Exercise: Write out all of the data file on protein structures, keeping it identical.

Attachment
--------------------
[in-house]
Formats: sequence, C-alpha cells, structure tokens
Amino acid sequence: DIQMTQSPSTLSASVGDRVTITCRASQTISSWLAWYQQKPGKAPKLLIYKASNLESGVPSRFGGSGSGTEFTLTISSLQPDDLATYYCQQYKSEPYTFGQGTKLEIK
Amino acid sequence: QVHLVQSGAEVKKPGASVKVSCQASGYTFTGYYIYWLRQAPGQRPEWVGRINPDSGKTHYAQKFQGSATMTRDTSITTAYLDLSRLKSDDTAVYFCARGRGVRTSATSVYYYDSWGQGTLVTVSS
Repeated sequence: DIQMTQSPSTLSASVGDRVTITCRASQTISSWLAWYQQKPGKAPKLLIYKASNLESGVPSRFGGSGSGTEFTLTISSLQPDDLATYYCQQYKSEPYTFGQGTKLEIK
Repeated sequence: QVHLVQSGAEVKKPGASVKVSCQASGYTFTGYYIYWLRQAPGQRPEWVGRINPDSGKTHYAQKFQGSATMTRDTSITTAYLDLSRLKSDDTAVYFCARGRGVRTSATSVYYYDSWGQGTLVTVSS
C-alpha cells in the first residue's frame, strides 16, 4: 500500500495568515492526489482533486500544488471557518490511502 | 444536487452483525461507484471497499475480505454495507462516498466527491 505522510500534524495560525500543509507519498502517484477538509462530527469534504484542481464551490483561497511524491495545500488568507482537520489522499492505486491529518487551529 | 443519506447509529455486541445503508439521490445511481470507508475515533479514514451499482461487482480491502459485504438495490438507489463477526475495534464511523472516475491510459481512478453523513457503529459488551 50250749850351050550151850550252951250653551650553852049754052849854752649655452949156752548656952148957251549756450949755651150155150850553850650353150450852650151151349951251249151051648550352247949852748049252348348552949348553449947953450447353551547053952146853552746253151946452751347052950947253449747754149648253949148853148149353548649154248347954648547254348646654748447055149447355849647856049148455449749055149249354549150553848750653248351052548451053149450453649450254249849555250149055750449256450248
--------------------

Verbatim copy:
[in-house]
Formats: sequence, C-alpha cells, structure tokens
Amino acid sequence: DIQMTQSPSTLSASVGDRVTITCRASQTISSWLAWYQQKPGKAPKLLIYKASNLESGVPSRFGGSGSGTEFTLTISSLQPDDLATYYCQQYKSEPYTFGQGTKLEIK
Amino acid sequence: QVHLVQSGAEVKKPGASVKVSCQASGYTFTGYYIYWLRQAPGQRPEWVGRINPDSGKTHYAQKFQGSATMTRDTSITTAYLDLSRLKSDDTAVYFCARGRGVRTSATSVYYYDSWGQGTLVTVSS
Repeated sequence: DIQMTQSPSTLSASVGDRVTITCRASQTISSWLAWYQQKPGKAPKLLIYKASNLESGVPSRFGGSGSGTEFTLTISSLQPDDLATYYCQQYKSEPYTFGQGTKLEIK
Repeated sequence: QVHLVQSGAEVKKPGASVKVSCQASGYTFTGYYIYWLRQAPGQRPEWVGRINPDSGKTHYAQKFQGSATMTRDTSITTAYLDLSRLKSDDTAVYFCARGRGVRTSATSVYYYDSWGQGTLVTVSS
C-alpha cells in the first residue's frame, strides 16, 4: 500500500495568515492526489482533486500544488471557518490511502 | 444536487452483525461507484471497499475480505454495507462516498466527491 505522510500534524495560525500543509507519498502517484477538509462530527469534504484542481464551490483561497511524491495545500488568507482537520489522499492505486491529518487551529 | 443519506447509529455486541445503508439521490445511481470507508475515533479514514451499482461487482480491502459485504438495490438507489463477526475495534464511523472516475491510459481512478453523513457503529459488551 50250749850351050550151850550252951250653551650553852049754052849854752649655452949156752548656952148957251549756450949755651150155150850553850650353150450852650151151349951251249151051648550352247949852748049252348348552949348553449947953450447353551547053952146853552746253151946452751347052950947253449747754149648253949148853148149353548649154248347954648547254348646654748447055149447355849647856049148455449749055149249354549150553848750653248351052548451053149450453649450254249849555250149055750449256450248